2 authors picked The Lorax as one of their favorite books, and they share why you should read it. This book is for kids age 3, 4, 5, and 6.

What is this book about?

The Lorax is the original eco warrior and his message still rings loud today in this fable about the dangers of destroying our forests, told in the trademark rhyme of the irrepressible Dr. Seuss.

"Mister! He said with a sawdusty sneeze, I am the Lorax. I speak for the trees."

The Lorax is a hilarious and timeless story with the trademark humour and silly rhymes of Dr. Seuss, that packs a punch with its ecological message without feeling heavy-handed or worthy. The Lorax is the original eco warrior as he tries to save the Truffula trees from the greedy once-ler's…


Book cover of The Kid Who Named Pluto

Andrea Menotti Why did I love this book?

I didn’t want to leave older children out of this list. This book would make a fantastic gift for a child who loves science but considers themselves “too old” for picture books. This beautifully illustrated chapter book features children who followed their curiosities and questions to real discoveries that helped the world! A very inspiring read.

By Marc McCutcheon, Jon Cannell (illustrator),

Why should I read it?

1 author picked The Kid Who Named Pluto as one of their favorite books, and they share why you should read it. This book is for kids age 8, 9, 10, and 11.

What is this book about?

A collection of profiles of children and young adults whose scientific inventions made an impact on the world, including Louis Braille who discovered a way for the blind to read and write.


Book cover of The Worst-Case Scenario: Mars

Andrea Menotti Why did I love this book?

For the oldest kids, I find this whole Worst-Case Scenario series to be so excellent! This one was developed with an expert consultant on Martian exploration, so it takes kids through the real choices they would have to make if they traveled to Mars. There is nothing like being in the driver’s seat, making life or death choices, to help someone really learn about a subject. This book will have them so stepped in Mars as they read, their fingertips will be covered in red dust! Well, almost!

By Hena Khan, David Borgenicht, Robert Zubrin , Yancey Labat (illustrator)

Why should I read it?

1 author picked The Worst-Case Scenario as one of their favorite books, and they share why you should read it.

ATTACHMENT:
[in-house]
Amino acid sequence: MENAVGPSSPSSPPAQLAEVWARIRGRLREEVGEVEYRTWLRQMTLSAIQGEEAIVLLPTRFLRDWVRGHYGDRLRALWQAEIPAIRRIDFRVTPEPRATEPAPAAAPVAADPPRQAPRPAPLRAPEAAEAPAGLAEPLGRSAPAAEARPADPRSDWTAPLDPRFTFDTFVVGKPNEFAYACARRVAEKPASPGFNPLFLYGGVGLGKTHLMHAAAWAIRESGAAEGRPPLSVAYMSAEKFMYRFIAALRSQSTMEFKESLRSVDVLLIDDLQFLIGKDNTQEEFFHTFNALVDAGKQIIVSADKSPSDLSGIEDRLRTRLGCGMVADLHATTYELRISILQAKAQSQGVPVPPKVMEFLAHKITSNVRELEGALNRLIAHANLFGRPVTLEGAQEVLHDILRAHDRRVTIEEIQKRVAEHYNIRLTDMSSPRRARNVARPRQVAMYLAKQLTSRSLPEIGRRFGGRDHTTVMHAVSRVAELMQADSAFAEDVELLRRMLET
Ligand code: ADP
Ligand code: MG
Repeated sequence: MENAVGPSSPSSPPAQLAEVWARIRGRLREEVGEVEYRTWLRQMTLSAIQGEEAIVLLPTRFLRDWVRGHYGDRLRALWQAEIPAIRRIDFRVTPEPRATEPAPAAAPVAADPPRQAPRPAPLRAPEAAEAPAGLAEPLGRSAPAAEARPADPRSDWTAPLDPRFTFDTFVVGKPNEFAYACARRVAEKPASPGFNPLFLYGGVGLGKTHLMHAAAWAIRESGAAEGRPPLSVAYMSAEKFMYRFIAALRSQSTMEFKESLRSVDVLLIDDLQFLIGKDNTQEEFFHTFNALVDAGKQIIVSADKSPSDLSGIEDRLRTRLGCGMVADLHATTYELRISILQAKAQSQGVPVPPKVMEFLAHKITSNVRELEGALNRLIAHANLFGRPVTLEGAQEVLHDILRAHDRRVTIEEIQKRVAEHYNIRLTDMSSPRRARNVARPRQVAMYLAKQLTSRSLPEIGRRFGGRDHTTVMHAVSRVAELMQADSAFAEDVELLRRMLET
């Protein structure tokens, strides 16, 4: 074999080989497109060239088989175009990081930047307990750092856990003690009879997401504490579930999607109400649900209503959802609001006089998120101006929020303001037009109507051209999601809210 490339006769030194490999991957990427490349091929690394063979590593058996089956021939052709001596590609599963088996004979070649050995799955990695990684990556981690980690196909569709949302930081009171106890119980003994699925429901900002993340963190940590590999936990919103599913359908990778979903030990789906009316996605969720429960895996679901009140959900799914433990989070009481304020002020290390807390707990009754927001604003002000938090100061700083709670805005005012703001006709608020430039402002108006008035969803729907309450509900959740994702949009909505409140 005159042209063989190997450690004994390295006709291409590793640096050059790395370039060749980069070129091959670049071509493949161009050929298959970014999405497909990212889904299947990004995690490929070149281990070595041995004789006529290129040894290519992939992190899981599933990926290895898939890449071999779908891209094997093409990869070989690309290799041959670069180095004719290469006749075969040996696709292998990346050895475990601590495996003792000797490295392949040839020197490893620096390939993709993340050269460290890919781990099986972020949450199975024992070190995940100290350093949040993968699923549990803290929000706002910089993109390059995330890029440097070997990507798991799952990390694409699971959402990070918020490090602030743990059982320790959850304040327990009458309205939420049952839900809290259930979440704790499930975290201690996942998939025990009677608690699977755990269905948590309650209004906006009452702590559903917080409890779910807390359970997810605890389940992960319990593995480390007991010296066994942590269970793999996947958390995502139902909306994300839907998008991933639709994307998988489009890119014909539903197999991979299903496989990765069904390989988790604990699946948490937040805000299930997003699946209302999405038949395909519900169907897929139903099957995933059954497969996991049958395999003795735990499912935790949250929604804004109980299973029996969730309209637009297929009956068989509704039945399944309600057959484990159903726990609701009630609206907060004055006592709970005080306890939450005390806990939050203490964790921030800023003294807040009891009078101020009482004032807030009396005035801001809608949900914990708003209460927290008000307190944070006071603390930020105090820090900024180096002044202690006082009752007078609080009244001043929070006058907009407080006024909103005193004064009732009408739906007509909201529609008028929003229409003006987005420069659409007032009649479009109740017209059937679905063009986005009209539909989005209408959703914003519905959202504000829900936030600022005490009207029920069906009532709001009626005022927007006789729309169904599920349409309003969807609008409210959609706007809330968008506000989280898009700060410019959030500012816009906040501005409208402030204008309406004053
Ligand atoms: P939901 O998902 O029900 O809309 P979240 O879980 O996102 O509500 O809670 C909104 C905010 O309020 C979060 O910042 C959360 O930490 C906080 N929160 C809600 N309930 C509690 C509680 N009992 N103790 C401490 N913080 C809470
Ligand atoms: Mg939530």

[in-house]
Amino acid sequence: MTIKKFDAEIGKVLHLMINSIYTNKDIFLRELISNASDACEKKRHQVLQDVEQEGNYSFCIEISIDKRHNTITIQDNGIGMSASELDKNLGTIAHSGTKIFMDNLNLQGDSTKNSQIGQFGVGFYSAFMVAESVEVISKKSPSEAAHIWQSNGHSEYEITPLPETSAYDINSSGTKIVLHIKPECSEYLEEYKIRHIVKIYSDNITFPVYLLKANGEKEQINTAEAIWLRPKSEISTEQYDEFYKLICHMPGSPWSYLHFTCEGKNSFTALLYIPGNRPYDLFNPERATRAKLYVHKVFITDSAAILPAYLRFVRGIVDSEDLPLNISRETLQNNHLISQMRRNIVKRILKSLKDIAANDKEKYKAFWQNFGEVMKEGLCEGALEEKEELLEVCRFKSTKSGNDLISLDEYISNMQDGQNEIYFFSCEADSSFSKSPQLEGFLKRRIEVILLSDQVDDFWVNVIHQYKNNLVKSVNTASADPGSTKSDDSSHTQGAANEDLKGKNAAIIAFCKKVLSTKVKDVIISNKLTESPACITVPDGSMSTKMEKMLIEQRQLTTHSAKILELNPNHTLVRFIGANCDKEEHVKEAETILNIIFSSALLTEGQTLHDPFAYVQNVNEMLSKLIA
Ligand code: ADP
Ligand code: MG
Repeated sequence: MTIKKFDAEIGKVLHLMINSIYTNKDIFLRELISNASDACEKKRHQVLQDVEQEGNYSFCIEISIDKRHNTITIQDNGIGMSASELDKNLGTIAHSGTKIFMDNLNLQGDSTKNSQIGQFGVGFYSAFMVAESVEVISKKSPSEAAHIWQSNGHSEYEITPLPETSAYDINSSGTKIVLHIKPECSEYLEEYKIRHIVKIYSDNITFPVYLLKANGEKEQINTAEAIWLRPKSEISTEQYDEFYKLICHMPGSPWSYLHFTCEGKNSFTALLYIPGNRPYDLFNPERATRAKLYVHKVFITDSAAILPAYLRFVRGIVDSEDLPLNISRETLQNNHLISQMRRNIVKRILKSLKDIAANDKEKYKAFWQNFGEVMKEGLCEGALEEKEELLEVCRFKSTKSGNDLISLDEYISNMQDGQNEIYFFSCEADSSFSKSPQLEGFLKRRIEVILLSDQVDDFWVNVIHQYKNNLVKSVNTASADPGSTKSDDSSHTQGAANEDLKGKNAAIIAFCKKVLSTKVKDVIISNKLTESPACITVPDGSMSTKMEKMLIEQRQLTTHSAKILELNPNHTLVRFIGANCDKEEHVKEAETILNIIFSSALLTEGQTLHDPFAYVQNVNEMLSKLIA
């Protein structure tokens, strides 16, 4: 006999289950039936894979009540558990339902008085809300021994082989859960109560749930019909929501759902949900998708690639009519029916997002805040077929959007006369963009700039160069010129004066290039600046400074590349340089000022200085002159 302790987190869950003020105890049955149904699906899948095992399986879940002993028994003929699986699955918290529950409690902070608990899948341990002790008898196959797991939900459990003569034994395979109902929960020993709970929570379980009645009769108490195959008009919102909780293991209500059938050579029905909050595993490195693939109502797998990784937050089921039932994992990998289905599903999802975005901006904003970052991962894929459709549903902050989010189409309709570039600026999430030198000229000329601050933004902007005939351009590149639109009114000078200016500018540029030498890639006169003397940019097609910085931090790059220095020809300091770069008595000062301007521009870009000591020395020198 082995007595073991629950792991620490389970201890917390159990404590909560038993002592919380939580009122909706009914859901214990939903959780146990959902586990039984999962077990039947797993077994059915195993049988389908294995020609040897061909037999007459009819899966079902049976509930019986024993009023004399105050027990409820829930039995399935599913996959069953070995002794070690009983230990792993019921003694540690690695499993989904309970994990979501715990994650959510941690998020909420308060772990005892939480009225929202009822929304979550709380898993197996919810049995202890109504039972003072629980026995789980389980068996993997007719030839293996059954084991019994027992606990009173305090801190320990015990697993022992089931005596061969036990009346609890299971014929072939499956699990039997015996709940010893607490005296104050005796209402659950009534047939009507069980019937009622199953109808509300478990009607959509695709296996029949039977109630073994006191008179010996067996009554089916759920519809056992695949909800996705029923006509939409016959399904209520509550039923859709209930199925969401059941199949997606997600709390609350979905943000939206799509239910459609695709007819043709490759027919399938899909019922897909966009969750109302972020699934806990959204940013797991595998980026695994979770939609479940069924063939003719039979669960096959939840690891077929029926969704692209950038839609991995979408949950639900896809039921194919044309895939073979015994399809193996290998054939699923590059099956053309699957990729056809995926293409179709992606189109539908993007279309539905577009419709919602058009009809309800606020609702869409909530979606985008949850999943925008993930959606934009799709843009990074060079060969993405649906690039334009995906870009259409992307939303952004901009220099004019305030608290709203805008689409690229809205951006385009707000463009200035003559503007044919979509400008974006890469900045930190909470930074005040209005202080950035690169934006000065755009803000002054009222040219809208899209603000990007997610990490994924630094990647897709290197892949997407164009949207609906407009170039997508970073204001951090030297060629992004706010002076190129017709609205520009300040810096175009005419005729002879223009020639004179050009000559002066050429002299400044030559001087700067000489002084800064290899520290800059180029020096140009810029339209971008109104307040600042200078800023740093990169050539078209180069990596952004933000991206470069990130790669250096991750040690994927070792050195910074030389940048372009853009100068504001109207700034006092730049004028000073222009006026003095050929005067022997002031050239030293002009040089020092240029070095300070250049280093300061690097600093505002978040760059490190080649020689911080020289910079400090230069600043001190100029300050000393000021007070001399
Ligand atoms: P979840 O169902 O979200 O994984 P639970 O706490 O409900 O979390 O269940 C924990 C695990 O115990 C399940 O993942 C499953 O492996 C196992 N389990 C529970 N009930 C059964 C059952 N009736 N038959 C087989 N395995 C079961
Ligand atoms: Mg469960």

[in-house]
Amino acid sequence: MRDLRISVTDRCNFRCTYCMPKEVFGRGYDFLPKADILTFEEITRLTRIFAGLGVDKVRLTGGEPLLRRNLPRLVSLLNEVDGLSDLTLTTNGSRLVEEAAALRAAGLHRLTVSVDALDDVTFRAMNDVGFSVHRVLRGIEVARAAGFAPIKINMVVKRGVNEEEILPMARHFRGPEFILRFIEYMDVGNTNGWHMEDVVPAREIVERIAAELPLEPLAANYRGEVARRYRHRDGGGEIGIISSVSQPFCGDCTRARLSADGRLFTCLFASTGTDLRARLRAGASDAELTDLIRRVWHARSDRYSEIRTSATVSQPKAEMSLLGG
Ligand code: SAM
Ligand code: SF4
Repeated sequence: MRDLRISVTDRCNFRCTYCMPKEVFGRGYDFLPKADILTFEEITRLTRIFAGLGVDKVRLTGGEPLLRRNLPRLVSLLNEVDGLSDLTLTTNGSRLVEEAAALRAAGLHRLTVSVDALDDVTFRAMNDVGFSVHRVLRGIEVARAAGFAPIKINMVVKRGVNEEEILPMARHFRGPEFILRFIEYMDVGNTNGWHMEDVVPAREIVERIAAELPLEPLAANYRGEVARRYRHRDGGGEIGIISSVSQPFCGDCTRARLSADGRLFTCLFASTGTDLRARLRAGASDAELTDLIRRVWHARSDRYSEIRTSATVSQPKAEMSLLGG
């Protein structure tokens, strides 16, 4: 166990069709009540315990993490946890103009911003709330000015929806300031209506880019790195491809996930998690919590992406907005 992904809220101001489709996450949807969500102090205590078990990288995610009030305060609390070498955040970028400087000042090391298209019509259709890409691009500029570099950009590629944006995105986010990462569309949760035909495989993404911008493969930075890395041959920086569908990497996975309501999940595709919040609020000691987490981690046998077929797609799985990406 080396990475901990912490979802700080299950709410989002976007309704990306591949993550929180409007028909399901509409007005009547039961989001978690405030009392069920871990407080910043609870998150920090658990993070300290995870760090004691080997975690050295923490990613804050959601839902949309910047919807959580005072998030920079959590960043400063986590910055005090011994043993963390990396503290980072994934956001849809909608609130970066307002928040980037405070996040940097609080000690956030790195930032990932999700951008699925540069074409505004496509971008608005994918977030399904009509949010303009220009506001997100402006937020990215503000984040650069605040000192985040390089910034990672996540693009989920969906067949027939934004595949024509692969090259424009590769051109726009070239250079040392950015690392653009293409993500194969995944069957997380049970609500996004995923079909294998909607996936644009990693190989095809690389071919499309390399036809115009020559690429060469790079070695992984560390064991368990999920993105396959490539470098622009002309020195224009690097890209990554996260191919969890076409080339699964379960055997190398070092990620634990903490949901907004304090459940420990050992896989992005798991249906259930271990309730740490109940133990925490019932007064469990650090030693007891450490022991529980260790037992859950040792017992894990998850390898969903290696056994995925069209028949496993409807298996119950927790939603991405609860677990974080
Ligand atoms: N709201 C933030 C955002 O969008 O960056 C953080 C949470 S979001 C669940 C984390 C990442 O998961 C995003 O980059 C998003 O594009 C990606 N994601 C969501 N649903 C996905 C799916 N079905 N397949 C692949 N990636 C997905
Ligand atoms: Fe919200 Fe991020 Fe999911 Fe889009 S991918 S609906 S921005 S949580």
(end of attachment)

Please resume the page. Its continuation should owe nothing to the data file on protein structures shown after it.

What is this book about?

In this ultimate adventure, join the youngest crew of astronauts ever to make the trip to Mars! You'll be faced with real dangers and decisions, and your choices will determine your fate on the Red Planet. Will you achieve your mission and return home to Earth safely, successfully earning the title of the youngest astronaut to make it to Mars? Or will you be forced to turn back early? Only you can determine your own fate. There are twenty-two endings to this adventure, but just one will lead to the ultimate success.


You might also like...

Diary of a Citizen Scientist: Chasing Tiger Beetles and Other New Ways of Engaging the World

By Sharman Apt Russell,

Book cover of Diary of a Citizen Scientist: Chasing Tiger Beetles and Other New Ways of Engaging the World

Sharman Apt Russell Author Of Diary of a Citizen Scientist: Chasing Tiger Beetles and Other New Ways of Engaging the World

New book alert!

Who am I?

Author Explorer Runner Mother

Sharman's 3 favorite reads in 2023

What is my book about?

Citizen Scientist begins with this extraordinary statement by the Keeper of Entomology at the London Museum of Natural History, “Study any obscure insect for a week and you will then know more than anyone else on the planet.”

As the author chases the obscure Western red-bellied tiger beetle across New Mexico, where she lives, she explores a dozen other citizen science programs with lyrical prose, humor, and a profound sense of connection to place. Diary of a Citizen Scientist celebrates a renewed optimism in the mysteries of the world and a renewed faith in how ordinary people can contribute to science and environmental activism.

Diary of a Citizen Scientist: Chasing Tiger Beetles and Other New Ways of Engaging the World

By Sharman Apt Russell,

What is this book about?

A critically acclaimed nature writer explores the citizen scientist movement through the lens of entomological field research in the American Southwest.

Award-winning nature writer Sharman Apt Russell felt pressed by the current environmental crisis to pick up her pen yet again. Encouraged by the phenomenon of citizen science, she decided to turn her attention to the Western red-bellied tiger beetle, an insect found widely around the world and near her home in the Gila River Valley of New Mexico.

In a lyrical, often humorous voice, Russell shares her journey across a wild, rural landscape tracking this little-known species, an insect…